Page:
Legumes make up a large variety of foods and refers to plants which develop their seeds in pods. Legumes come in different varieties, with even peanuts and soybeans forming part of the legume family.  The varieties of legumes which have dry, edible seeds within a pod are known as pulses.  The most well-known and commonly consumed legumes include beans, peas, and lentils.








Nutritional value of legumes:

Legumes are an excellent (and inexpensive) source of the three major macronutrients – protein, carbohydrates and fat – as well as many other essential nutrients, such as minerals, vitamins, dietary fiber, and antioxidants.

  • Protein: Legumes are higher in protein – a good quality protein in this case – than most other plant foods, with about twice the protein content of grains. The protein levels range from 17% to 40%. Soybeans have the highest percentage of protein among legumes.
  • Carbohydrates: Legumes are a rich source of carbohydrates that provide energy to the body, with the added advantage that it has a low glycemic index for effective blood glucose control. (The glycemic index [GI] indicates the effect of carbohydrates on blood glucose levels after eating. High GI foods are rapidly digested and cause short term spikes in blood sugar levels, which are detrimental to insulin production and health over the long term. Low GI foods are slowly digested and absorbed, leading to small fluctuations in blood glucose and insulin levels, while providing the body with a steady source of energy.)
  • Fat: Most legumes are low in cholesterol and fat, and are virtually free of saturated fats. However, peanuts and soy beans have significant levels of monounsaturated and polyunsaturated fatty acids. Beans and lentils do not contain cholesterol. Their fat composition mainly comprises of poly-unsaturated fatty acids (PUFA) and less of saturated fats, which help in weight reduction and blood pressure control.
  • Minerals: Most legumes are high in calcium, potassium, folate, zinc, iron, phosphorus and selenium. Minerals can be viewed as the building blocks that help to form and maintain, for example, blood, bones and skin.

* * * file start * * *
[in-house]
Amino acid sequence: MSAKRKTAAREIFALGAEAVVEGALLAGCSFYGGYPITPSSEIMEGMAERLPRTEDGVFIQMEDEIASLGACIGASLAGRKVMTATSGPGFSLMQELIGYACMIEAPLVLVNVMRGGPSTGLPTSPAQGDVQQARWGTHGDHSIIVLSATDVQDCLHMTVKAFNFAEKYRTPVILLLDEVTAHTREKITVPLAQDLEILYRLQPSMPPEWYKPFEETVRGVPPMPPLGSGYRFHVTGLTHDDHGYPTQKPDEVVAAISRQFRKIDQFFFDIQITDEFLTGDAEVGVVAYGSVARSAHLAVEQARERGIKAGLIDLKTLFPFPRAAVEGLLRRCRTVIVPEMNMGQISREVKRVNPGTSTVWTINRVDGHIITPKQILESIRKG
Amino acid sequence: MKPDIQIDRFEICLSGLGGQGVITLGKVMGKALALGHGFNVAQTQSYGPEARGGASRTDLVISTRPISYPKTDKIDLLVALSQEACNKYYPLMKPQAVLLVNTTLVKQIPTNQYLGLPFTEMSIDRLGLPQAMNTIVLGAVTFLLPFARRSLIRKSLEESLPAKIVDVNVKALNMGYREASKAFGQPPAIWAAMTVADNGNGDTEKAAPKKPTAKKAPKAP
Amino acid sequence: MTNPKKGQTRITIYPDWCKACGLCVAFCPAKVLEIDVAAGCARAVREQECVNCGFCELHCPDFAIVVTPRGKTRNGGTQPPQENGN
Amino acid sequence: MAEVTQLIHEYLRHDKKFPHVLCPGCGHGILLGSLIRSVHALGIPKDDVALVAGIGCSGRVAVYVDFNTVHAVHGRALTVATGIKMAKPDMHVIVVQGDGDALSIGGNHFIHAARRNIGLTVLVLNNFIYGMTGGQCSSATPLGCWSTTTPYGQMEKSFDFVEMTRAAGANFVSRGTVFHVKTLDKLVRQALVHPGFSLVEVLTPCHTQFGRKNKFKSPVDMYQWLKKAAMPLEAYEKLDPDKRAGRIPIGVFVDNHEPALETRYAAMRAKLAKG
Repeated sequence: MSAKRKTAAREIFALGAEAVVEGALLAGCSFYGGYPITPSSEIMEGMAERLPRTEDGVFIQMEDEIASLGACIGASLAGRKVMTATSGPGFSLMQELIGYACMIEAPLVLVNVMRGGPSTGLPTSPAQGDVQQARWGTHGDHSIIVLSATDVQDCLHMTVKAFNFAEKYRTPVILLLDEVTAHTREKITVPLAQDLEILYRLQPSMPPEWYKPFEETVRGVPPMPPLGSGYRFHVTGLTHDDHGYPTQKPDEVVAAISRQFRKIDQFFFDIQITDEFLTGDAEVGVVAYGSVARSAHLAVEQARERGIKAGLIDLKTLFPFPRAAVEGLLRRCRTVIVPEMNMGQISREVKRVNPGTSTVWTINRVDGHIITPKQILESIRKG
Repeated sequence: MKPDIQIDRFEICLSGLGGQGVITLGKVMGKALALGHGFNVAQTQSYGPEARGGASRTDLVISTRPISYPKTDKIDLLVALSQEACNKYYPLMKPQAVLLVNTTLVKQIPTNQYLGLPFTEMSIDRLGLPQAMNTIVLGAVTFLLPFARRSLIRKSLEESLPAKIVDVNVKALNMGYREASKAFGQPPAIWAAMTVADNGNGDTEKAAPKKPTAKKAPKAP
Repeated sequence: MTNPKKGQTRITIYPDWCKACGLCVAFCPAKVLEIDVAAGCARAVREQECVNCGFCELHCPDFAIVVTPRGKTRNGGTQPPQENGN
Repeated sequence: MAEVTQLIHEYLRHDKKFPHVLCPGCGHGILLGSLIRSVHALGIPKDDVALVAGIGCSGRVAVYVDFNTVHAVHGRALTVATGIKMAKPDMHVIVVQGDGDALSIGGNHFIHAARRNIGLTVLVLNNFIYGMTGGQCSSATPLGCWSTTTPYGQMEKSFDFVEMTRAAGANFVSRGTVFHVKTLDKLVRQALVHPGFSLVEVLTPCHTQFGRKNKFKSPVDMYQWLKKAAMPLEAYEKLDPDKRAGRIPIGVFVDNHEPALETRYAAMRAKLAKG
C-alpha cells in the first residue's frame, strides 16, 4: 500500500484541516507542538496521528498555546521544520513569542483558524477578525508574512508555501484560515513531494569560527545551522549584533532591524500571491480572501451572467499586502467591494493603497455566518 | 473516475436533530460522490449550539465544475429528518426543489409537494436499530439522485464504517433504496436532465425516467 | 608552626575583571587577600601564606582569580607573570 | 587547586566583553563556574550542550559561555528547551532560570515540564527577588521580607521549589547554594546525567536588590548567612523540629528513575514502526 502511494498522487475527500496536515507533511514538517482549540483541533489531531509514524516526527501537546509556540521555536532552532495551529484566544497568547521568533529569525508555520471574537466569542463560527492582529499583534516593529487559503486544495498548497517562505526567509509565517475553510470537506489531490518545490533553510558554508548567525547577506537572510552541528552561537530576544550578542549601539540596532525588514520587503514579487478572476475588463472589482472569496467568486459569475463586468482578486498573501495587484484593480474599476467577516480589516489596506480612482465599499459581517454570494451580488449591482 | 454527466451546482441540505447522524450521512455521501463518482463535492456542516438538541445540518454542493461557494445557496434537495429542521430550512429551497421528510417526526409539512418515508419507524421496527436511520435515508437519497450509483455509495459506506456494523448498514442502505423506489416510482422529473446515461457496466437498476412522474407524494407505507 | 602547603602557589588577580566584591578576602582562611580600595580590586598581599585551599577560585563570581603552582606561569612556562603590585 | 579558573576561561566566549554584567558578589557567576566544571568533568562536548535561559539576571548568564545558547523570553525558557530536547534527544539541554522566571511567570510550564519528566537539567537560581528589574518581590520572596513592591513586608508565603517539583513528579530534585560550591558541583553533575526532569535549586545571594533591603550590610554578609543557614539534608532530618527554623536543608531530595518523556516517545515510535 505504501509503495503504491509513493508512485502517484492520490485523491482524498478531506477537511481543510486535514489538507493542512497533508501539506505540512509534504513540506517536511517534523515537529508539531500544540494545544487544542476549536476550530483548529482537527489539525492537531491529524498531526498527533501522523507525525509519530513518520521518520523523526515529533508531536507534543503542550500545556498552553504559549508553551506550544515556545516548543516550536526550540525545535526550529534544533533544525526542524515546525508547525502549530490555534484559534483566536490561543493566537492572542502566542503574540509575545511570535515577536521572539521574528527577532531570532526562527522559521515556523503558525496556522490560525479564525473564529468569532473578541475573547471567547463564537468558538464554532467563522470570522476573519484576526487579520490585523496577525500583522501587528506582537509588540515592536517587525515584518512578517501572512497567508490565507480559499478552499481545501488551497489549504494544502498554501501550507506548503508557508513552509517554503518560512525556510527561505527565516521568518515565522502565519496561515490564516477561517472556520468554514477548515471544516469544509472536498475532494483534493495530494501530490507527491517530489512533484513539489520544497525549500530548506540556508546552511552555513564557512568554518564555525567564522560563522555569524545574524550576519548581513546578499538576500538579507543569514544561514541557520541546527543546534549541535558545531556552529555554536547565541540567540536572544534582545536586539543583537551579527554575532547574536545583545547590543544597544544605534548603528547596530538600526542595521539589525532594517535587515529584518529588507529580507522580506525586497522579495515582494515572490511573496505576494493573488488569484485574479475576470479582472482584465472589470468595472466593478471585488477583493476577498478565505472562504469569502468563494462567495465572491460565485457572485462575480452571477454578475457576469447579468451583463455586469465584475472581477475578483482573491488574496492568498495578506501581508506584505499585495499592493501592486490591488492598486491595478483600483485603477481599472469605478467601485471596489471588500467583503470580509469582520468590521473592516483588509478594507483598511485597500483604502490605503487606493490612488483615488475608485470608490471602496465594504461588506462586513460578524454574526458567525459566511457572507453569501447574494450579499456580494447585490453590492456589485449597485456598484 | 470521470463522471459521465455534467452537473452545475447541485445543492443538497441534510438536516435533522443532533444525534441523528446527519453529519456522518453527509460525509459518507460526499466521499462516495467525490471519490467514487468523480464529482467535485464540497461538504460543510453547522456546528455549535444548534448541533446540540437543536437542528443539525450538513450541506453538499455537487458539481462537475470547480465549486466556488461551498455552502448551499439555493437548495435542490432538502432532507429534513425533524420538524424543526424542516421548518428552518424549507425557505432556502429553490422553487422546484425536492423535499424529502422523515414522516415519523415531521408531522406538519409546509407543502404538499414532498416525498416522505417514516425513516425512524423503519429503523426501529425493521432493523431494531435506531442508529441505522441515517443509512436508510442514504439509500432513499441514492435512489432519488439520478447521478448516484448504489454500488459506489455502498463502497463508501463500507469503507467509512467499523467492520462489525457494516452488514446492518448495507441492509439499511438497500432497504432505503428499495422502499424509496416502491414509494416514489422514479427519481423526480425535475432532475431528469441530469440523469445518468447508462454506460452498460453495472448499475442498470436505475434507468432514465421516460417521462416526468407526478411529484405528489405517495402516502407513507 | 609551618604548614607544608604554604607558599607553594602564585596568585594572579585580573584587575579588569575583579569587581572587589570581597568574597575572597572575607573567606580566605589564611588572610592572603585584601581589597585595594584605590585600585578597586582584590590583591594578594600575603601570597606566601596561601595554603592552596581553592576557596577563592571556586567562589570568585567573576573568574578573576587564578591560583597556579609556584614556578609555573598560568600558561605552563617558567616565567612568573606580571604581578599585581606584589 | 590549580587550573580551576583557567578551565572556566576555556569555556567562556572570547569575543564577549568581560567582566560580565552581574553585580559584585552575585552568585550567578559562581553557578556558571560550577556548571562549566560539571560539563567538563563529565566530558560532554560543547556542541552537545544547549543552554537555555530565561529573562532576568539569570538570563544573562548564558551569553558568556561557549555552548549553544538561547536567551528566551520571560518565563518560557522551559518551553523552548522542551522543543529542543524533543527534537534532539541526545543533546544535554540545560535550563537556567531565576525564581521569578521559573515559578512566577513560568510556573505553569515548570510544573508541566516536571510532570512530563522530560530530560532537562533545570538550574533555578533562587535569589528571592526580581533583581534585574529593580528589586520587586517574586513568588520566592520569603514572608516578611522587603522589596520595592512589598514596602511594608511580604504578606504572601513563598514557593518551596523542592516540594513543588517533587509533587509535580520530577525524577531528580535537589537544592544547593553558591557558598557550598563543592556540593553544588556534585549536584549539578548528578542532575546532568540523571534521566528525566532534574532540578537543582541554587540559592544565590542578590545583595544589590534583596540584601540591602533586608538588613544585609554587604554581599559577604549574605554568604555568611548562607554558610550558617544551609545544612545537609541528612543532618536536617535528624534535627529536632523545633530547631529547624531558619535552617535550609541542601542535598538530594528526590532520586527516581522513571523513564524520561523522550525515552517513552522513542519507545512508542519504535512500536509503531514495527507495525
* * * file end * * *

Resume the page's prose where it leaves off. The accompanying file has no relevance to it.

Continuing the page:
• Vitamins: Legumes are excellent sources of B-complex vitamins, including folate.
  • Fiber: Legumes are high in both soluble and insoluble dietary fiber that improve digestion and keep the gastrointestinal tract healthy. Soluble fibers attract water to form a thick gel which digests slowly with a low GI rating, resulting in lower and more stable blood glucose levels. Insoluble fiber provides bulk and promotes regular bowel movements.
  • Antioxidant: Many legumes contain the mineral selenium, which has antioxidant properties.
  • Gluten: Legumes are gluten free and are ideally suitable for people with gluten intolerance or sensitivity.
  • Sodium: Legumes are naturally low in sodium, but canned products may be high in sodium (salt) as it is widely used as a preservative. It is advisable to drain and rinse canned legumes to reduce the sodium content.



Legumes – the original superfood.  Article in the Third Quarter 2018 edition of The South African Journal of Clinical Nutrition. (SAJCN).  (www.sajcn.co.za)

Legumes and nutrition.  Published online.  Grains & Legumes Nutrition Council.  Australia.  (www.glnc.org.au)

Legumes health benefits, nutrition facts.  Published online 16 January 2014.  Healthy Life Info.Com.  (www.diethealthclub.com)

An exhaustive list or legumes and their nutritional value.  Published online and updated 12 September 2018.  Nutrineat.  (www.nutrineat.com)

The nutritional food value of beans.  Published undated online.  FitDay.  (www.fitday.com)



December 2018

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